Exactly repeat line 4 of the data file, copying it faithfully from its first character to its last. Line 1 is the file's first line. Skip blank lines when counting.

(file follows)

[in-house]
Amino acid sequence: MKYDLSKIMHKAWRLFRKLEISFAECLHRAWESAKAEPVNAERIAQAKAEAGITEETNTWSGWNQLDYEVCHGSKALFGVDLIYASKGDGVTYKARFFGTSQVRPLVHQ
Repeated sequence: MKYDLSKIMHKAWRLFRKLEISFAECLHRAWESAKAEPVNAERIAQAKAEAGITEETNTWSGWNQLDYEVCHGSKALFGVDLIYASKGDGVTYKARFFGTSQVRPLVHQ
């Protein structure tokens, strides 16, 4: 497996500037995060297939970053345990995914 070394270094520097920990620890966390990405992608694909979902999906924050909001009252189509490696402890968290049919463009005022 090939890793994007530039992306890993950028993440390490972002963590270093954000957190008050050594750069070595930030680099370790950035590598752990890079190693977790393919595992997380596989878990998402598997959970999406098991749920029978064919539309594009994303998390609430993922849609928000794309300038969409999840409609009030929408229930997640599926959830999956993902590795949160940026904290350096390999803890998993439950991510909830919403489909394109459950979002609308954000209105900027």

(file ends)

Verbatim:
């Protein structure tokens, strides 16, 4: 497996500037995060297939970053345990995914 070394270094520097920990620890966390990405992608694909979902999906924050909001009252189509490696402890968290049919463009005022 090939890793994007530039992306890993950028993440390490972002963590270093954000957190008050050594750069070595930030680099370790950035590598752990890079190693977790393919595992997380596989878990998402598997959970999406098991749920029978064919539309594009994303998390609430993922849609928000794309300038969409999840409609009030929408229930997640599926959830999956993902590795949160940026904290350096390999803890998993439950991510909830919403489909394109459950979002609308954000209105900027």